President Evo Morales will officially formalize this week the request for Bolivia to become a full member of Mercosur, announced Monday in Brasilia Bolivian Foreign Affairs minister David Choquehuanca.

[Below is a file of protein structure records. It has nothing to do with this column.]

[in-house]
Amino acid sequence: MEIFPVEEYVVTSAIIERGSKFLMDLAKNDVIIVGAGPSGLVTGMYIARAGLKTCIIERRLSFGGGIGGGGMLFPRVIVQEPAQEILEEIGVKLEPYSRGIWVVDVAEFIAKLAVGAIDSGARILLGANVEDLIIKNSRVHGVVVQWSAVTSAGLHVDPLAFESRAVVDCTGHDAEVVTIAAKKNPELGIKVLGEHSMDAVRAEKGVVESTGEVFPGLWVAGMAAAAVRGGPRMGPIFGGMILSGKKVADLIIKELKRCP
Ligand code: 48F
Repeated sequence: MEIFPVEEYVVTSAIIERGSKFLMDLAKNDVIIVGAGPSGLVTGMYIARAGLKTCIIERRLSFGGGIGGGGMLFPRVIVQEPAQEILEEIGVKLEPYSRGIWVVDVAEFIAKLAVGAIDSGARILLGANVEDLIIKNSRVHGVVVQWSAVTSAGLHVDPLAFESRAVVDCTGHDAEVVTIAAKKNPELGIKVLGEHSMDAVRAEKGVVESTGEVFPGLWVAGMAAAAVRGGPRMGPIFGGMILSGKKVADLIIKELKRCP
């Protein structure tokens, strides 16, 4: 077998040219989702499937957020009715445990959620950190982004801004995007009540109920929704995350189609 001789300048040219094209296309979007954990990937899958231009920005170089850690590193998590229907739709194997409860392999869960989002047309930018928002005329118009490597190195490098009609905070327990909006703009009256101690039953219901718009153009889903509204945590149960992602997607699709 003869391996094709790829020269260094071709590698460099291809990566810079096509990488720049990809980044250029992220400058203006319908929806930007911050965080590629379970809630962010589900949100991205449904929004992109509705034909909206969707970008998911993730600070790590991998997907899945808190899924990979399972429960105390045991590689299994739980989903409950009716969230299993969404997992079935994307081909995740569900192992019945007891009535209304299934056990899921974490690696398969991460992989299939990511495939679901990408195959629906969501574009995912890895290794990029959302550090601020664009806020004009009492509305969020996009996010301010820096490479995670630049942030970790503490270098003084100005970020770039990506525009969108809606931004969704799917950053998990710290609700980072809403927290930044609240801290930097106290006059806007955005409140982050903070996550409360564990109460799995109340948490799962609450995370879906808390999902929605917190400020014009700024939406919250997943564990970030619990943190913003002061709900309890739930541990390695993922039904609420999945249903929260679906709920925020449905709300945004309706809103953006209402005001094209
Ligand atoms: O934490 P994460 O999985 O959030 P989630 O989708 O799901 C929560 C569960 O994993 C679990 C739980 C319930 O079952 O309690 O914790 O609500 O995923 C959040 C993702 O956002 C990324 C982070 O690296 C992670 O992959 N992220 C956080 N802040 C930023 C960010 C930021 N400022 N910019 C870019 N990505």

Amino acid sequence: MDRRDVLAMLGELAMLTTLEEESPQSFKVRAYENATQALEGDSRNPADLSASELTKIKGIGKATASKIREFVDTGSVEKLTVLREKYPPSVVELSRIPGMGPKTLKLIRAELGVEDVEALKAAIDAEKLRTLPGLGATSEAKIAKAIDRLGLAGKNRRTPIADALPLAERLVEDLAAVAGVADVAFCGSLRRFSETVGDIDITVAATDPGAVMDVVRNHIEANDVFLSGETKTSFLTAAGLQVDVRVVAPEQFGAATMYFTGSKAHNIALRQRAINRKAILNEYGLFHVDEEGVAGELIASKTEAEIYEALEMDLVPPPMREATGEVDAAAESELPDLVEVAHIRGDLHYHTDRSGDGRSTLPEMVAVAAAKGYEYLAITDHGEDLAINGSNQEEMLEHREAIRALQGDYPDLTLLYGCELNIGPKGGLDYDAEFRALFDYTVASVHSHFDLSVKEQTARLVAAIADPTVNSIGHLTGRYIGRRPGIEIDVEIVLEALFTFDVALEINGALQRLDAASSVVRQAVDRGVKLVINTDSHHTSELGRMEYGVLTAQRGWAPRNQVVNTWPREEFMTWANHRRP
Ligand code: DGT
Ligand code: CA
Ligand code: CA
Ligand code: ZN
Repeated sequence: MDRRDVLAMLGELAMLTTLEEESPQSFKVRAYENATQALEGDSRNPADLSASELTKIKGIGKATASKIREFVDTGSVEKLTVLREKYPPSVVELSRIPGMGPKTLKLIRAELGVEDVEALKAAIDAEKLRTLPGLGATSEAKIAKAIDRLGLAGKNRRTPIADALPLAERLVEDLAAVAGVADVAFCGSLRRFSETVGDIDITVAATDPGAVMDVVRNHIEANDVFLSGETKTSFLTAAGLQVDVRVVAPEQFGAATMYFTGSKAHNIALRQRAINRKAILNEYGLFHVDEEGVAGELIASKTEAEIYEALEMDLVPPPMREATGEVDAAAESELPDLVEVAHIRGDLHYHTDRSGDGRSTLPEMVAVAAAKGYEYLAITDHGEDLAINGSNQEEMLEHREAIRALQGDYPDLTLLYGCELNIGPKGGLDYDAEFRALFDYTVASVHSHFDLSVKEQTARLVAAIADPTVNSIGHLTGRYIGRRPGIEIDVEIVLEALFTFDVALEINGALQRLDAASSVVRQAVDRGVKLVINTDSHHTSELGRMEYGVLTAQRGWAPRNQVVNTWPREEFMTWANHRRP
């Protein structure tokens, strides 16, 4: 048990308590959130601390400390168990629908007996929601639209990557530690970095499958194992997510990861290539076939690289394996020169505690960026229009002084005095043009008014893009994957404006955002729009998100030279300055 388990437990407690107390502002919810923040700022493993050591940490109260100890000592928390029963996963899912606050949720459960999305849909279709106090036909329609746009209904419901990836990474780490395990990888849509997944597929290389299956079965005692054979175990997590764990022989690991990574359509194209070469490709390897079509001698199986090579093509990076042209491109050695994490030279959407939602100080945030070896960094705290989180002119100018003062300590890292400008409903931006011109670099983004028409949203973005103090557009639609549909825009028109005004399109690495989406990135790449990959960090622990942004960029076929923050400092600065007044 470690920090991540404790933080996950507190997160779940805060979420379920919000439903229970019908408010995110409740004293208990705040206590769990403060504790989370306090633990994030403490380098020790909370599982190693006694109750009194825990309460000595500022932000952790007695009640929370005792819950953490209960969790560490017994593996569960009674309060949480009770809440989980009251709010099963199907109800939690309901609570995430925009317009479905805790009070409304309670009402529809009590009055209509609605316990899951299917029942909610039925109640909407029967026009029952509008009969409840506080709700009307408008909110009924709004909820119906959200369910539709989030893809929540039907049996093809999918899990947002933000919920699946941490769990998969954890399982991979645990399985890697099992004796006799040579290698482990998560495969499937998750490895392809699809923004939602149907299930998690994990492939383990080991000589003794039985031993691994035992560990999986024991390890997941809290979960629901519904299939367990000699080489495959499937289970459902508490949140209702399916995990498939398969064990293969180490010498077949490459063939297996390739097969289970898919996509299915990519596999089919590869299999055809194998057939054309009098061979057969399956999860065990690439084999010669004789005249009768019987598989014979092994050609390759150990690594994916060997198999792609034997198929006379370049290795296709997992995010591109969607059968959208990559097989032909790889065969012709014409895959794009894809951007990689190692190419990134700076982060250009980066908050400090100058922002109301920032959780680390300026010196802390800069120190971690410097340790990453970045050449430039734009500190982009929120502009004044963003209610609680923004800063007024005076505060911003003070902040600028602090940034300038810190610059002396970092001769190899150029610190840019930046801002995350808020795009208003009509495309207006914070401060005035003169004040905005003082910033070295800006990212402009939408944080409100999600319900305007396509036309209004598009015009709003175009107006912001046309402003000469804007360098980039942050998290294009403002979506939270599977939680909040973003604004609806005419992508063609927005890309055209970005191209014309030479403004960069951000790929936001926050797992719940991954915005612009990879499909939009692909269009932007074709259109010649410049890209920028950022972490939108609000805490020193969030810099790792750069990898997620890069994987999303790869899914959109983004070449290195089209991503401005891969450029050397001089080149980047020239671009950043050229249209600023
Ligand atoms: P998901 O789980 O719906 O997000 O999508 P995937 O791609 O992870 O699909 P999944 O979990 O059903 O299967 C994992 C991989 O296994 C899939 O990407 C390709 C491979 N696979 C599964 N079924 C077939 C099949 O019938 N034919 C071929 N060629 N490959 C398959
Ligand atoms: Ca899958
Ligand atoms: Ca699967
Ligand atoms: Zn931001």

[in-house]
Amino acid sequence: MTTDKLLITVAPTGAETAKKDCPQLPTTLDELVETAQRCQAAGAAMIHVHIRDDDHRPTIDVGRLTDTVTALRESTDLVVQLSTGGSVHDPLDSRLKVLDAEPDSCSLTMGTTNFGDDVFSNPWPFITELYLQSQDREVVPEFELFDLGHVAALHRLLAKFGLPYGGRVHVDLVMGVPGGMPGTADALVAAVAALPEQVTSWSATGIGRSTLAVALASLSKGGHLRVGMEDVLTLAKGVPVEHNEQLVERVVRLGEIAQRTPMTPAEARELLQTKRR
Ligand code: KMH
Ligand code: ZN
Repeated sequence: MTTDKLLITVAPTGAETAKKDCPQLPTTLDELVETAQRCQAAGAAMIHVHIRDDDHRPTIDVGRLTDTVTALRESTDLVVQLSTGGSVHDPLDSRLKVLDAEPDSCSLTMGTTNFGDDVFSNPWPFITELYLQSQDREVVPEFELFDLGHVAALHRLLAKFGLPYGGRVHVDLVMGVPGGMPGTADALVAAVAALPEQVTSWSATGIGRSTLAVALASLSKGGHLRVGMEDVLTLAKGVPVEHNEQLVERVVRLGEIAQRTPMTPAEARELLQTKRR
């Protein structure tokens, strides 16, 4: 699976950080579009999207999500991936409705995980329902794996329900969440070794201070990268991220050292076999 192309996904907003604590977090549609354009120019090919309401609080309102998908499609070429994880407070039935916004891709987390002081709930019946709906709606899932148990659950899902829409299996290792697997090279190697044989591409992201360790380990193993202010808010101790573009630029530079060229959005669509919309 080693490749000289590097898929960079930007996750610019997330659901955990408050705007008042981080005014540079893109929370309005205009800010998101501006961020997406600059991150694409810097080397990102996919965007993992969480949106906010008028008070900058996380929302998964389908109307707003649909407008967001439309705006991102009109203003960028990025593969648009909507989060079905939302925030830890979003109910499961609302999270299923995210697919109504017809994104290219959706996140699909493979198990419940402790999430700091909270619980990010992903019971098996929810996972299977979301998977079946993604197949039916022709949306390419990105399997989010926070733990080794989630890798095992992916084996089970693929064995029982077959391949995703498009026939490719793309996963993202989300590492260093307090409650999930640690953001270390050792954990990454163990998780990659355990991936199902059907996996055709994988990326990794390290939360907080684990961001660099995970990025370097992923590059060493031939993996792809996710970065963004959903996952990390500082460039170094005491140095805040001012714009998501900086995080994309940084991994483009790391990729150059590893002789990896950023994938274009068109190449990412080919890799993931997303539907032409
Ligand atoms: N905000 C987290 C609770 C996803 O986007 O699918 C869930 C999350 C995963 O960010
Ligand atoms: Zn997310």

However Bolivia expects to be accepted in Mercosur without having to cut links with the Community of Andean Nations, CAN, to which it belongs and currently holds the rotating chair. "We would like to have the chance of joining Mercosur without loosing the benefits we enjoy in CAN in true integration spirit", said Choquhuanca. "Next January 18, CAN is scheduled to meet when Bolivia's request to join Mercosur will be considered. In the meantime Mercosur will be naming a task group to address Bolivia's aspiration", added Choquehuanca. The formal request will become official in a letter to be addressed to the five presidents of the group's full members, Argentina, Brazil, Paraguay, Uruguay and Venezuela. Bolivia is currently an associate member of Mercosur which means it must not abide by the common external tariff. President Morales made the informal sounding with his South American counterparts during a recent summit in Cochabamba. Brazilian Foreign Affaire minister Celos Amorim said he believed CAN would put no obstacles to Bolivia's request to become a Mercosur full member, mainly because both blocks have already signed a free trade agreement. Furthermore "in practical terms, CAN ceased to be a customs union when two of its members (Colombia and Peru; Ecuador is on hold) signed free trade agreements with United States". Earlier in the year Venezuela split from CAN complaining that Colombia and Peru had "betrayed" the group by signing trade accords with the US. Ecuador's elected president Rafael Correa has also anticipated that any agreement with the US "will remain on hold".